Every night the children across the street from my apartment play on the sidewalk. They mostly play soccer and football, all on a 3 ft. wide surface of concrete (sandwiched by another foot or so of dirt and clumps of grass on either side). They play until nightfall, and then another hour or two after.
This serves as a daily reminder to me about the importance of our Safe Places to Play initiative. While I think it’s fantastic that the neighbor’s children are playing outside, and not sitting inside logging screen time, it speaks to the fact that there is not an accessible park or recreational facility nearby.
Significant research has been done on the lack of access to healthy food options, or food deserts. This research has been vital in taking action steps to transform neighborhoods into healthier communities. Recently, the National Recreation and Park Association (NRPA) and the Centers for Disease Control and Prevention (CDC) highlighted play deserts as another health priority. A “Play Desert” is defined as “a geographical area that does not have a play space such as an outdoor park, public recreation center, or green space present and accessible for use by youth for active play.”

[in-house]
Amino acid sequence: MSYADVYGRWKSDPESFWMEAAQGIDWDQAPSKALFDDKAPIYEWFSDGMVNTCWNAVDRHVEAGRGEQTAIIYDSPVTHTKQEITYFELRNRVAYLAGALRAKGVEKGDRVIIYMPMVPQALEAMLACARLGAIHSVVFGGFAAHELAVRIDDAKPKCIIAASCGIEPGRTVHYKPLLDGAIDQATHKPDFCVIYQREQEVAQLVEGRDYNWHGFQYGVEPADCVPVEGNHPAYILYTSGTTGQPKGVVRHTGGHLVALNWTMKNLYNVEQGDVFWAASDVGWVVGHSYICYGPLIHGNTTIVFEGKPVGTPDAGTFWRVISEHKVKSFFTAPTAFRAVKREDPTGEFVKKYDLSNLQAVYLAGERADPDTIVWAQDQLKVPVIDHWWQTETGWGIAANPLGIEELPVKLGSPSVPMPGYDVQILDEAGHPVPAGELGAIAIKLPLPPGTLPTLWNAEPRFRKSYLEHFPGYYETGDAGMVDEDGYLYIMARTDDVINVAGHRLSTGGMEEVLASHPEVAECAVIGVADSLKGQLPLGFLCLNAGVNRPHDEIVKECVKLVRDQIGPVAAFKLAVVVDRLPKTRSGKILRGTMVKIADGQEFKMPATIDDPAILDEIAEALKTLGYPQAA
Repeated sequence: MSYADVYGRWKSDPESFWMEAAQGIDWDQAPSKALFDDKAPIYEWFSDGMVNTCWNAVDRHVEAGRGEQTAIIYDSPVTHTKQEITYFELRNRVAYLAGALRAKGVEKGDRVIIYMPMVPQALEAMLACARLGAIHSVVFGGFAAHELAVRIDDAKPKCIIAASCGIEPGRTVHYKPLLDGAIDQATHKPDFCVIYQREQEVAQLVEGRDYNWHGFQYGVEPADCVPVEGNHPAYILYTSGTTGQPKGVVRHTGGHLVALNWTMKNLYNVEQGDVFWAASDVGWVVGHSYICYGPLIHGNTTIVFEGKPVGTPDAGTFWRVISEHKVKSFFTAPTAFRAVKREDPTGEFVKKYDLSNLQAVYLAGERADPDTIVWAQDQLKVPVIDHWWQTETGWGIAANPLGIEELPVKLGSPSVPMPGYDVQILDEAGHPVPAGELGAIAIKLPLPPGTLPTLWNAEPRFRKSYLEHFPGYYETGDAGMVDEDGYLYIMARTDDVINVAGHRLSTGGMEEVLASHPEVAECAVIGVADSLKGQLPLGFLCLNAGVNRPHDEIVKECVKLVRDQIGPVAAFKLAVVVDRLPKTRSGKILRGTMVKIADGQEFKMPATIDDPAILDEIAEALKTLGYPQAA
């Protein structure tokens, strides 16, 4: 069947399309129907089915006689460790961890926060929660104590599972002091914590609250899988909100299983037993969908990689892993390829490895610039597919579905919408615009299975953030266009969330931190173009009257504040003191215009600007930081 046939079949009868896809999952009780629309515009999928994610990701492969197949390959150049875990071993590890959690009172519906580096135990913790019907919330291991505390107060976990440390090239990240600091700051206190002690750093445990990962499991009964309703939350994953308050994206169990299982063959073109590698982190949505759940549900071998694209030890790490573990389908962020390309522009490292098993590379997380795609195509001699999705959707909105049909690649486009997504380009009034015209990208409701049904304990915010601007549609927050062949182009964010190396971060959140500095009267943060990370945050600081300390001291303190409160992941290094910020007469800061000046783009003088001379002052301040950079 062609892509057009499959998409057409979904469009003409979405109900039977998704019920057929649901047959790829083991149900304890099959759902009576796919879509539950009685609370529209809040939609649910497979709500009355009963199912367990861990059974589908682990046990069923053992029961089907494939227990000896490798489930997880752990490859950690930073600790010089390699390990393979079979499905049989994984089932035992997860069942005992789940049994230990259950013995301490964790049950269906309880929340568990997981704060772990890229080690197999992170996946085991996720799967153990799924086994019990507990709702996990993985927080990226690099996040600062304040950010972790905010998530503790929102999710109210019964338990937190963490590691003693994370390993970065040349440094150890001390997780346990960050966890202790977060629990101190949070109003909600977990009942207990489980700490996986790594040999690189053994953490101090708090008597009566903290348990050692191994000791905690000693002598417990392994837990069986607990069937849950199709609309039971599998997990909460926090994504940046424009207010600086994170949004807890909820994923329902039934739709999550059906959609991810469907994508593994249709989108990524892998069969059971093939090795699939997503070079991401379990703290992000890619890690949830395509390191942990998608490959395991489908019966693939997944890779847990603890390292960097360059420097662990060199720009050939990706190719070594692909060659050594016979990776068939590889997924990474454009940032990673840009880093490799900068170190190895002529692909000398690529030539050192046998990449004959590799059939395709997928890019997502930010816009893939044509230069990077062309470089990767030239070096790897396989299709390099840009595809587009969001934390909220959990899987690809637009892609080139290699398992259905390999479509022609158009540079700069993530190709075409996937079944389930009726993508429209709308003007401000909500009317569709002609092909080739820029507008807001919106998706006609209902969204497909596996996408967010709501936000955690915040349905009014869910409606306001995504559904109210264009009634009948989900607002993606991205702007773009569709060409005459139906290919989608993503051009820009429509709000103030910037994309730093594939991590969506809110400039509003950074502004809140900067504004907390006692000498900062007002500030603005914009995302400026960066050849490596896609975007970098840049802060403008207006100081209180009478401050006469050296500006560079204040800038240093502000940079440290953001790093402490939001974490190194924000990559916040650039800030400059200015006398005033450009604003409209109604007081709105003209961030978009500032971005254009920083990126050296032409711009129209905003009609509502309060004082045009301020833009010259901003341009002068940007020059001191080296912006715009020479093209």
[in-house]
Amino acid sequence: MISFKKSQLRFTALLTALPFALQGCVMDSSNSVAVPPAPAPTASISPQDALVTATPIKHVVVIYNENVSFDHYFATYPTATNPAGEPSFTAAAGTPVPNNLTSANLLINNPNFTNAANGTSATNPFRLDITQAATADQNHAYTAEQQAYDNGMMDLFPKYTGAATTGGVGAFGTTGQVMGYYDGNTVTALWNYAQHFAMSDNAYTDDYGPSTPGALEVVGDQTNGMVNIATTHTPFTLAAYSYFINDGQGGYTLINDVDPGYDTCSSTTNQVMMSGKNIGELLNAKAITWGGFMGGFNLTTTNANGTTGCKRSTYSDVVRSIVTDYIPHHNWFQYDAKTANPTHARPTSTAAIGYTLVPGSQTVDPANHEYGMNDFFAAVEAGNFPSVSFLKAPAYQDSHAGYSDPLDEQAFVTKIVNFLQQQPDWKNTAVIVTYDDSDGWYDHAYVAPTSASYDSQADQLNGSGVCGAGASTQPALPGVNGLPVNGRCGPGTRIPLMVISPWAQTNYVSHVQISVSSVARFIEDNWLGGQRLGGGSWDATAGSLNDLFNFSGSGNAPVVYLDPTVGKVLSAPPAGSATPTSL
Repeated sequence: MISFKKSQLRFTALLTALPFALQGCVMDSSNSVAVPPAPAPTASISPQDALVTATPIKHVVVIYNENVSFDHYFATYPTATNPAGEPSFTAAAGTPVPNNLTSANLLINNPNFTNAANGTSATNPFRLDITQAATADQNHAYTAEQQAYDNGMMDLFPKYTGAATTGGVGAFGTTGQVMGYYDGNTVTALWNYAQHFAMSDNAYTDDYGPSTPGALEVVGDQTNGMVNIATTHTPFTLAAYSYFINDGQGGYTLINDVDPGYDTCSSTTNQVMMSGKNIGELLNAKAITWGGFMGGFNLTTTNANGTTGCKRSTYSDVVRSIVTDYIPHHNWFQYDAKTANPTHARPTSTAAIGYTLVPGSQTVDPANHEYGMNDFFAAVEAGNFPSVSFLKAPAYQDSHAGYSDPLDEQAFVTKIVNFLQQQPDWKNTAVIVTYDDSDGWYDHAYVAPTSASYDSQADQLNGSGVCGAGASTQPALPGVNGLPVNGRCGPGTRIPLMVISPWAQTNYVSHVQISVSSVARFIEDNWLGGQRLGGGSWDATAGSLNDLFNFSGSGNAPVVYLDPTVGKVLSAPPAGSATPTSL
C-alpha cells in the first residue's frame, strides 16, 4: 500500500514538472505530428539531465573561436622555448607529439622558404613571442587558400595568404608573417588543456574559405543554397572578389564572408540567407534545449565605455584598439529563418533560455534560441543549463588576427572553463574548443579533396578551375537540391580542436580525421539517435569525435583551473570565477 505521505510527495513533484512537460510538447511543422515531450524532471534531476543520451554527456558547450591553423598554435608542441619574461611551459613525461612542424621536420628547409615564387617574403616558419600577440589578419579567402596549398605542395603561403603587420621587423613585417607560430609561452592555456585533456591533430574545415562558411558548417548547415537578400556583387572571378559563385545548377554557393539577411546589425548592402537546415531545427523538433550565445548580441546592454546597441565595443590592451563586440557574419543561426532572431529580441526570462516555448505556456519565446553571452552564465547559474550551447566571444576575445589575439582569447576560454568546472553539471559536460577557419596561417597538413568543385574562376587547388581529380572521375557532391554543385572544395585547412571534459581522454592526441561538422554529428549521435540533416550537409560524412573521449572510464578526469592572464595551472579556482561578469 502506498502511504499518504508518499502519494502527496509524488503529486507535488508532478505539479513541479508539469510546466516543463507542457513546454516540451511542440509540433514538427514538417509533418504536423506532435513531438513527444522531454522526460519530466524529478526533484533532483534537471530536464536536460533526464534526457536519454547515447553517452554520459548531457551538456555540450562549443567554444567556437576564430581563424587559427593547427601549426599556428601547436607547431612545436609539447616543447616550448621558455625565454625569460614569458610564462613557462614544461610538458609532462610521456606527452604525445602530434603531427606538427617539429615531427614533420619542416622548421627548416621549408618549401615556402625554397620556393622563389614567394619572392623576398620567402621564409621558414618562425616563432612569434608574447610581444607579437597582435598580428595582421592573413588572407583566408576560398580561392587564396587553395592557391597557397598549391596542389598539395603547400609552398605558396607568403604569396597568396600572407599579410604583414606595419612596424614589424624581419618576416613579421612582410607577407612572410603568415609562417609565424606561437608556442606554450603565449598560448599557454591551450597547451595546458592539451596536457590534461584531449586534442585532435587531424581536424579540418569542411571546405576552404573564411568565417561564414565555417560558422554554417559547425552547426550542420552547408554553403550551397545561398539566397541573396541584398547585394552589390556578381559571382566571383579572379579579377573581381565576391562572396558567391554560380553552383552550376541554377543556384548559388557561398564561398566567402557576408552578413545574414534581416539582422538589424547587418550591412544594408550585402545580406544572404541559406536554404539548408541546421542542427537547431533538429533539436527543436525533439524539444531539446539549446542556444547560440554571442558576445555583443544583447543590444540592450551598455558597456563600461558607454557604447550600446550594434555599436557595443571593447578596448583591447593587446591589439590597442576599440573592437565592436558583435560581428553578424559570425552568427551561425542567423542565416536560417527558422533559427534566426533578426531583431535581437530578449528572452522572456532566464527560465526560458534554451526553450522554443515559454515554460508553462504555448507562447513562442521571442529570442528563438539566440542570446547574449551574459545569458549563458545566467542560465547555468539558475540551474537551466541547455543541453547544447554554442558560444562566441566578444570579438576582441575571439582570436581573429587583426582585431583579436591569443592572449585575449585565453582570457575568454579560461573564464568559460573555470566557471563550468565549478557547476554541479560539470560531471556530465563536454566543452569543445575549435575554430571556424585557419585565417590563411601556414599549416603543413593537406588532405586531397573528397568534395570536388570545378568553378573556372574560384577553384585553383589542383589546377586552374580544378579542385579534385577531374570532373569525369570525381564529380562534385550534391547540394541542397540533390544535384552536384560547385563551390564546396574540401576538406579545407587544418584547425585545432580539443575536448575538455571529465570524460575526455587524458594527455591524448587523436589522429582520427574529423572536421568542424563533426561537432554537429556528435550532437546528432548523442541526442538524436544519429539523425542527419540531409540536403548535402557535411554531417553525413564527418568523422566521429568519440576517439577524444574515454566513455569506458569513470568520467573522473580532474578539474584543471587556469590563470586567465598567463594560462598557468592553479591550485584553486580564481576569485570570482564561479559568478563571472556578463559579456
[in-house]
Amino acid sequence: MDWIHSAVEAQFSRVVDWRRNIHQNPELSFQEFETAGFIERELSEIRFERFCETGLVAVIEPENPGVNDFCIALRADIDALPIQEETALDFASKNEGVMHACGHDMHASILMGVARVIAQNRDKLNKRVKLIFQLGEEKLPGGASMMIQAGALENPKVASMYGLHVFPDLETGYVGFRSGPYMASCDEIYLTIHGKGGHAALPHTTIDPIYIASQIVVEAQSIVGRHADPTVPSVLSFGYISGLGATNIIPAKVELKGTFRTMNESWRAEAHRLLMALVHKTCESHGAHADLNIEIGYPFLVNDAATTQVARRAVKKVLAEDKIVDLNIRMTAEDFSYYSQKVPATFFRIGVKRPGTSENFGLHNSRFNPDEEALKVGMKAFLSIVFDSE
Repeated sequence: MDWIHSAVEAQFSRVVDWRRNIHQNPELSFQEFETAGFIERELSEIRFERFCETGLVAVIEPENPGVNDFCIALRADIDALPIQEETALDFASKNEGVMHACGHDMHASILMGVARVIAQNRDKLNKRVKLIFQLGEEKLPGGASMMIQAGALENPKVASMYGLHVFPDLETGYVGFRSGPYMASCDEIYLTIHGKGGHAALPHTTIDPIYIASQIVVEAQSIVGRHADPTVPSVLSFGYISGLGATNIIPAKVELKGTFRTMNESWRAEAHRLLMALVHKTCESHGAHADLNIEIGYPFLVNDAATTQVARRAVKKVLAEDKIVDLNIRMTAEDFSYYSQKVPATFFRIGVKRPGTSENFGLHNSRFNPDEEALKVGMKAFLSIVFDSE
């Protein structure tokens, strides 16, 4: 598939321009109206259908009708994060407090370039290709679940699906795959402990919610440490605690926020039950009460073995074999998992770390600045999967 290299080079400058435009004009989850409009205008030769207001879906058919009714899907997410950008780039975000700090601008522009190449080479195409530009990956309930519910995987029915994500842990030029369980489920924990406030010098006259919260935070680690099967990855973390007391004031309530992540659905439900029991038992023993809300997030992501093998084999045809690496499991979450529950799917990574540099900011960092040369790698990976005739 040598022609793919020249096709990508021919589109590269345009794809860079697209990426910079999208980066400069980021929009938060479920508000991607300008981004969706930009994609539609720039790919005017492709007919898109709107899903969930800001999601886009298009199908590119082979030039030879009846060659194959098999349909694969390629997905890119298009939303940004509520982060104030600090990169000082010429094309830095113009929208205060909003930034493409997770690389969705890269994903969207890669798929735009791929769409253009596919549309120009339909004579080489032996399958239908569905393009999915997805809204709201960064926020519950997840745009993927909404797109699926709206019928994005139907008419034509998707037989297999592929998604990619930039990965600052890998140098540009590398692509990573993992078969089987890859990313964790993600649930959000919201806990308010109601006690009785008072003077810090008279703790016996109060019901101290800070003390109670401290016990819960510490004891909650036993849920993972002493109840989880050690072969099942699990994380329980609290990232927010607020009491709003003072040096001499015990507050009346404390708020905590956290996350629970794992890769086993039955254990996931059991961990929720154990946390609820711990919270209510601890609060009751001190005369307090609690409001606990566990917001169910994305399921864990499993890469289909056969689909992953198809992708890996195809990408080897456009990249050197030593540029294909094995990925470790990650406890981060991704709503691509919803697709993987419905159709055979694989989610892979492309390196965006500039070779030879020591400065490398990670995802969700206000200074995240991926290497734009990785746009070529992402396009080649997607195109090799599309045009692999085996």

As one might imagine, food deserts and play deserts are all too common in underserved communities. Active Living Research shows that, while the presence of parks and recreational facilities is linked to higher levels of physical activity among youth, groups in underserved communities have limited access. The U.S. Soccer Foundation is intent on playing a role in changing this landscape. With our Safe Places to Play program, we continue to install, rehabilitate, and coordinate community access to soccer fields and courts across the country.
Interested in supporting our efforts to create safe places to play? Donate now! Looking for support to create a safe place to play? Apply here!